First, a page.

A Week of Lies and Decept.... er politics: Part IV
If you follow my twitter feed (@jason__ropp) or are friends with me on facebook, you might have noticed that like many, my updates have turned with the seasons to be a bit more political, sort of. But I think, I hope, I’ve been asking a different set of questions. Last week I brought it to the blog; this week I’m stepping it up a bit with some help from a few friends who are asking the same questions about faith and politics that I am. If you’d like to chime in, this isn’t a place to politic, it’s a place to take a break from convincing people of your candidate and ask yourself, “What are politics doing to my faith?” This is part IV and the last post of the series. This past weekend I briefly journeyed into the heart of the political beast –Ohio. I went to Columbus to see Donald Miller speak then spent the next day having far too much coffee with far too few of my Ohio friends. It was a fantastic weekend, but I definitely felt the vitriol I've been writing about as it spewed out of my radio speakers practically between each song. During commercial breaks while I watched SNL with my friends mug shots of the opposition kept popping up over the voices of a professionally concerned voice warning me about the dangers of voting for so and so. It was a weekend filled with bi-partisan mud slinging.
I wish I could call my attitude in such filth Christ like and magnanimous, that I rose above the demonizing, the oversimplifying of a person, reducing the image God has placed in them to a political position, but I am not holy.
On Saturday I got together with a couple friends and a guy they work with. Most of the evening went well enough, until this guy I barely knew started talking about how Obama's views were agnostic. Agnostic. At the 2011 prayer breakfast our President declared Jesus as Lord, a pretty definitive evangelical term (spoken in front of a lot of evangelicals). He went on to talk about praying to God, remaining true to God, etc. I'm no religion major but it seems to me that making definitive statements about God as an existing being might just break the agnostic rules. I should have just let it go. But I didn't. I jumped into the political frenzy of Ohio.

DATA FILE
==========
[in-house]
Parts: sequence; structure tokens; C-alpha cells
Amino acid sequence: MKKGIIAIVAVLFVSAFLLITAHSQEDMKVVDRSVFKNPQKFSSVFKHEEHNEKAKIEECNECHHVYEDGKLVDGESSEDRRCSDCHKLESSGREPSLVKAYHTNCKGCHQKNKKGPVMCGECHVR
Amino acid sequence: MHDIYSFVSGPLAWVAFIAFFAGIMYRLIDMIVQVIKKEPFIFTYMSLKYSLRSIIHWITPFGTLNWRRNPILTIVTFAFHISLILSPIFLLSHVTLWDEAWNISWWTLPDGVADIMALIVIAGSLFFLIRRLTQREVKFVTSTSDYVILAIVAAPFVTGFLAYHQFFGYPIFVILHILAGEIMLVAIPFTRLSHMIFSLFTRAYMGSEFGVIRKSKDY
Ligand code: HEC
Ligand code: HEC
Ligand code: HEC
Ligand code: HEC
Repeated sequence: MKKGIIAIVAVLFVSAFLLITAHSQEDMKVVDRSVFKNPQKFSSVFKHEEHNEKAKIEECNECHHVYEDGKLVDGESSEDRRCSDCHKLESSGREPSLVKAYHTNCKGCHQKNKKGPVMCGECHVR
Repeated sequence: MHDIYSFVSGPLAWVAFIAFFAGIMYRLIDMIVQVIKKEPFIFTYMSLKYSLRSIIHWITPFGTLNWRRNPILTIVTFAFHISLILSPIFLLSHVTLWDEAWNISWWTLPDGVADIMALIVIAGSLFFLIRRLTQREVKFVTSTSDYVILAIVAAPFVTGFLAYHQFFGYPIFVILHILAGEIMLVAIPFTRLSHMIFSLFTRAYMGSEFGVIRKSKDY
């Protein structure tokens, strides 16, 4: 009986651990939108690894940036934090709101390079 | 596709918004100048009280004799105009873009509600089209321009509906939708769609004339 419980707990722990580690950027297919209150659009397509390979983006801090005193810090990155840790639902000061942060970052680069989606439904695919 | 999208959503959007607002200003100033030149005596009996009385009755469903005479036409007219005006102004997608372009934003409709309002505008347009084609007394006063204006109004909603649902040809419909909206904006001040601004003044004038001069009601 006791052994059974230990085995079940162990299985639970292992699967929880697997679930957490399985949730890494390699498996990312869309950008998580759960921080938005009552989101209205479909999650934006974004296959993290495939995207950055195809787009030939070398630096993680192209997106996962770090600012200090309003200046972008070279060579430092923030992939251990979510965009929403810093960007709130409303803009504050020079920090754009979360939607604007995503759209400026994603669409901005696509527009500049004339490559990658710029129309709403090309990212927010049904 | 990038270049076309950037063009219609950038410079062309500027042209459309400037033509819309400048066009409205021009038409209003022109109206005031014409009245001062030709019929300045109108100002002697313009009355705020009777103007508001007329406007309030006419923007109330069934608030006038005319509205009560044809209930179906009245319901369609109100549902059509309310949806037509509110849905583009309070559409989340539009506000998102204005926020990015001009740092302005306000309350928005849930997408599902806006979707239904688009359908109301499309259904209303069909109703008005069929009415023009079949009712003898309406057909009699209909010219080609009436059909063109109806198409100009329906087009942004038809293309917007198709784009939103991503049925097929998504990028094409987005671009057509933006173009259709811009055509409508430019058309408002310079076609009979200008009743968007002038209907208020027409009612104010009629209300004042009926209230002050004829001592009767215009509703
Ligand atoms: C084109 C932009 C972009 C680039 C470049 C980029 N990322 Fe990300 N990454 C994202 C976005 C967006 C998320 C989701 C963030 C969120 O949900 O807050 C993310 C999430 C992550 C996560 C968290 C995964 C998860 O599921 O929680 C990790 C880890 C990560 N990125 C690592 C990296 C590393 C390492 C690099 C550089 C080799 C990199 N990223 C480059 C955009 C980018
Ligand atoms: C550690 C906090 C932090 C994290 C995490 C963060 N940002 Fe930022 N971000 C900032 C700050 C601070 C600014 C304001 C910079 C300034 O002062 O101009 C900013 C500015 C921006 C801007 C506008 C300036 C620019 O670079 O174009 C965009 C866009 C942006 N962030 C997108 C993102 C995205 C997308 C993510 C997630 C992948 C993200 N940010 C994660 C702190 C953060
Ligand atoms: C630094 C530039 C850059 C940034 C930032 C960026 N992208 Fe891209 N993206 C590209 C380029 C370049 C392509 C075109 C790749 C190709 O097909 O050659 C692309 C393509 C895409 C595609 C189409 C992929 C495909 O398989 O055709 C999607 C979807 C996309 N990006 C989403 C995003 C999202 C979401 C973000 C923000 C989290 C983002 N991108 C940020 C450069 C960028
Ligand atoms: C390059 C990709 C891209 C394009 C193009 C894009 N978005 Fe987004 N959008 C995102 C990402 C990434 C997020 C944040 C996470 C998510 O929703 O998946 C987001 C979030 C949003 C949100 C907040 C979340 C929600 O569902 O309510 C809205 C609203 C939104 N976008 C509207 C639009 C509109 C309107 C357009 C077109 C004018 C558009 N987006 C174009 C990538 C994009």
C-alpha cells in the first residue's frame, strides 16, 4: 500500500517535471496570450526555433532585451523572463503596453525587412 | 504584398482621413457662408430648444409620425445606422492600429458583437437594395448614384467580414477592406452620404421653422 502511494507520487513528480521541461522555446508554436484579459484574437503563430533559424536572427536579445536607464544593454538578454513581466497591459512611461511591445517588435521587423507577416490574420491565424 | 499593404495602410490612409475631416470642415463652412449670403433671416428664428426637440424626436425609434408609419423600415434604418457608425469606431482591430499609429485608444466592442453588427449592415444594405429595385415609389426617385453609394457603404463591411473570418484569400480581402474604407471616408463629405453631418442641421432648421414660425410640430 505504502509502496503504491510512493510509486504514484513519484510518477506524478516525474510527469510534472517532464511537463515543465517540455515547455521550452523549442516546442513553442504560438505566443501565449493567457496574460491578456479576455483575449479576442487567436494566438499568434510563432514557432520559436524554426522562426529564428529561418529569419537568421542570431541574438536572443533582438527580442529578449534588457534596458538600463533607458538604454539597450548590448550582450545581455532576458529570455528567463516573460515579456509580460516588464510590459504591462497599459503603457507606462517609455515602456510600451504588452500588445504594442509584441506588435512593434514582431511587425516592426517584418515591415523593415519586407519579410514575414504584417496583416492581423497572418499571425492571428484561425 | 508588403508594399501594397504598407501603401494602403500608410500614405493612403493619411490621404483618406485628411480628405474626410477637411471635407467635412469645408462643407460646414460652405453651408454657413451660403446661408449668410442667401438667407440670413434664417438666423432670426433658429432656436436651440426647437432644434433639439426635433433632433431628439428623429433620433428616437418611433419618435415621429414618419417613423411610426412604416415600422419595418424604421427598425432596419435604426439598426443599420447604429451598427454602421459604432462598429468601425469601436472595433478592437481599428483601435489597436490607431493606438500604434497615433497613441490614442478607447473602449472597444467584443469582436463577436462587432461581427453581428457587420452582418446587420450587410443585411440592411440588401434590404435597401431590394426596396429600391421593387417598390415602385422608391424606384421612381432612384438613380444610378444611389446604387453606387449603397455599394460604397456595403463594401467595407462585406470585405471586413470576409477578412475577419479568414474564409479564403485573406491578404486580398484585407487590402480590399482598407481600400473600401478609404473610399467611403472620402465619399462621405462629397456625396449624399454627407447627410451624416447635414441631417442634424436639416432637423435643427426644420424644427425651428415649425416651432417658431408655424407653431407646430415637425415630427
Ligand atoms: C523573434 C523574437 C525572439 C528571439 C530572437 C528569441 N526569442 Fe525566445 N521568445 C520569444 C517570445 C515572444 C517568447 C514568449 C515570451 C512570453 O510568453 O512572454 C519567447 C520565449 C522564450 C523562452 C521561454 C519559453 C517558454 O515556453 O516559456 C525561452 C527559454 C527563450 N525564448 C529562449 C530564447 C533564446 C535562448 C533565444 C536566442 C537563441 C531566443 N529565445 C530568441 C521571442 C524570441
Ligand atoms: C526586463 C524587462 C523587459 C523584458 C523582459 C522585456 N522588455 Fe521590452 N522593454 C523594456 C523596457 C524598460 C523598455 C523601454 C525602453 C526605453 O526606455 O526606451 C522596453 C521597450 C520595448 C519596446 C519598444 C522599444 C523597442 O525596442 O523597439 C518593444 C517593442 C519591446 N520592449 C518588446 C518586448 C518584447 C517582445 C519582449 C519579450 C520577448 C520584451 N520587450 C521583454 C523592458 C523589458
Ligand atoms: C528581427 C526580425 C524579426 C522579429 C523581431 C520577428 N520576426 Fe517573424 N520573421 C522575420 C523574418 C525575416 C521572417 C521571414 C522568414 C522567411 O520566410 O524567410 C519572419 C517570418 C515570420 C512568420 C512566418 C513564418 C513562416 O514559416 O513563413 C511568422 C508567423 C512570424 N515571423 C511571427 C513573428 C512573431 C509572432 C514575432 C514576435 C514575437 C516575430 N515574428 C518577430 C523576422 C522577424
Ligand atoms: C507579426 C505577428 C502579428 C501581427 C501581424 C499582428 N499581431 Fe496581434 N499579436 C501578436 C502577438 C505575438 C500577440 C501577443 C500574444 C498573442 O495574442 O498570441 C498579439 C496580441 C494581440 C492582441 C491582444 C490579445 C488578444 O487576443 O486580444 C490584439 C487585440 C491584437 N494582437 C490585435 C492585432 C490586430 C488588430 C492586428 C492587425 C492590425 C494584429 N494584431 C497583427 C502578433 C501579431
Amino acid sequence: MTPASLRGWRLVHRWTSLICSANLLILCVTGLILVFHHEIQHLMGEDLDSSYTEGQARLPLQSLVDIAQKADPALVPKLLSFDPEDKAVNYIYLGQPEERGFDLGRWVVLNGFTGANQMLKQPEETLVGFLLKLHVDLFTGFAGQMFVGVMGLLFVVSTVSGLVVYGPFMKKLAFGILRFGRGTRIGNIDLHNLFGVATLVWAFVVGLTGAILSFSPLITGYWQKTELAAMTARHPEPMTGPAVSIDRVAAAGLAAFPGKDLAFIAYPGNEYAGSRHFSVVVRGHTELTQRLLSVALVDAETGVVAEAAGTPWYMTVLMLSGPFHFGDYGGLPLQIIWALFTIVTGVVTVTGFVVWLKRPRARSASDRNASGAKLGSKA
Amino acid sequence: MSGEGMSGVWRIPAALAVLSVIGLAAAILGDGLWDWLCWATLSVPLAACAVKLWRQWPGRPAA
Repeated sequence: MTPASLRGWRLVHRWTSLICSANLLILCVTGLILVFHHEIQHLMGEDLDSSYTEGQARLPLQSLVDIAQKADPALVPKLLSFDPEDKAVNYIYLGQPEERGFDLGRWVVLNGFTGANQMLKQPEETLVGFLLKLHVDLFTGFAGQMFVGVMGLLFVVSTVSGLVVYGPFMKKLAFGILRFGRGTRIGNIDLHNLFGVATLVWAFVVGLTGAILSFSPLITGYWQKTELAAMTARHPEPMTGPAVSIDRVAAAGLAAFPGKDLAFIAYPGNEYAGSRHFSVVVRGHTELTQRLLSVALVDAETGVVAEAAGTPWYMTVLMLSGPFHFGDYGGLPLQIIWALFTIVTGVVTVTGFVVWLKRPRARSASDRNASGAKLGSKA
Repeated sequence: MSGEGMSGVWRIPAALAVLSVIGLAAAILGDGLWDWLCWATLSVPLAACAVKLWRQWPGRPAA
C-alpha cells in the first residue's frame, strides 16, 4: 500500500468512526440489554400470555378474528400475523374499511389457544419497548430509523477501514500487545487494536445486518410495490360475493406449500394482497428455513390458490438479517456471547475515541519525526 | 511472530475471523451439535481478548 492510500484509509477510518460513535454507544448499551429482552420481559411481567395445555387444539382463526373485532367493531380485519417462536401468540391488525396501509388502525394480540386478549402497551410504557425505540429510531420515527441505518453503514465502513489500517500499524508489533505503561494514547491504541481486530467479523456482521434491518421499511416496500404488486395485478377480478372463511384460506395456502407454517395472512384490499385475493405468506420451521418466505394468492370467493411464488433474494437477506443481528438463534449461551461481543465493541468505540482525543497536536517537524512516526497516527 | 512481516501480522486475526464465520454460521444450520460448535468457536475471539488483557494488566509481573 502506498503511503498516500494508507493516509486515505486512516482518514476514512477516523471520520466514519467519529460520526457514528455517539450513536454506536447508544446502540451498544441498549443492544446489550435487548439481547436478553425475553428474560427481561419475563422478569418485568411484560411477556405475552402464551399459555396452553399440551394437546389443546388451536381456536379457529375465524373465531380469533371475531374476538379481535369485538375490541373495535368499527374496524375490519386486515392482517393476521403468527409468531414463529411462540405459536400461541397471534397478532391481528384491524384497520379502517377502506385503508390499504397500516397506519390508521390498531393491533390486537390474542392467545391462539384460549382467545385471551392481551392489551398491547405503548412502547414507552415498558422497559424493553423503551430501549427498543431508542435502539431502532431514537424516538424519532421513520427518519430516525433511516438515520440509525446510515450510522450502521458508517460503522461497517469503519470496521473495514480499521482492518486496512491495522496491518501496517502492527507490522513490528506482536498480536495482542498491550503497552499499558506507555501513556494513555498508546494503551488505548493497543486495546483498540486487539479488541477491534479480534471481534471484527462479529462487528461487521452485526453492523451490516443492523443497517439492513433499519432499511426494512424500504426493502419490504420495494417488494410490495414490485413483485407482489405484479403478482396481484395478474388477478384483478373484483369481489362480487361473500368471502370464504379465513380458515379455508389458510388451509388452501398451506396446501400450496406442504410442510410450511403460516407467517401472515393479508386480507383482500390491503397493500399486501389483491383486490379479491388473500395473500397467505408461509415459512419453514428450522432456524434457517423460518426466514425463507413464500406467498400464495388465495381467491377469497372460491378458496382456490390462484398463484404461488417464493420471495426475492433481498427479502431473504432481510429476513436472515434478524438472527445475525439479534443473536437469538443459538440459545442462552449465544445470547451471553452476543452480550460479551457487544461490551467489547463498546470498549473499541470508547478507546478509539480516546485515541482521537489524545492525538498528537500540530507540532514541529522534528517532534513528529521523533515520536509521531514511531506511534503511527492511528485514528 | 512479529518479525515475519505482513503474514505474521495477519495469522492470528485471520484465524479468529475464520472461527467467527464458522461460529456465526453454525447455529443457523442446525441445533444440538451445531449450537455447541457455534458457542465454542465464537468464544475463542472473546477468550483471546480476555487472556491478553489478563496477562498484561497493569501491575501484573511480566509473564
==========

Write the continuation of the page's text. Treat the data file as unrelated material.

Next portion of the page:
We talked foreign policy, economics, abortion, which felt like talking issues with one of those commercials, which mostly involved a lot of demonizing and over simplisitc statements. This is the closest thing you'll get out of me in terms of a direct political statement, my political convictions lean conservative, but I hate professional sport like loyalty that dismisses any notion of good in another team while simultaneously ignoring blatant damning flaws in one's own constituency. This essentially felt like my opportunity to slap Rush Limbaugh around a little bit.
The irony isn't lost on me, that I've been spending all this time thinking and writing about the effect of politics on faith, my disdain for the posture, and hear I am, exhibit A, the prime object lesson for this series.
I left the conversation hating him, hating the list of talking points that he was, reducing the image of God in him to something easier to hate, simultaneously hating myself. I was, as I told my friend as we walked to the car, an asshole. In trying to win I had lost what I really wanted, Jesus at the table with us, growing closer to Him, closer to each other.
I encourage you, however you vote, remember that politics has nothing new or helpful to offer to the vitality of faith and following Jesus or the hope that He offers to the world, so please don't let it get in the way.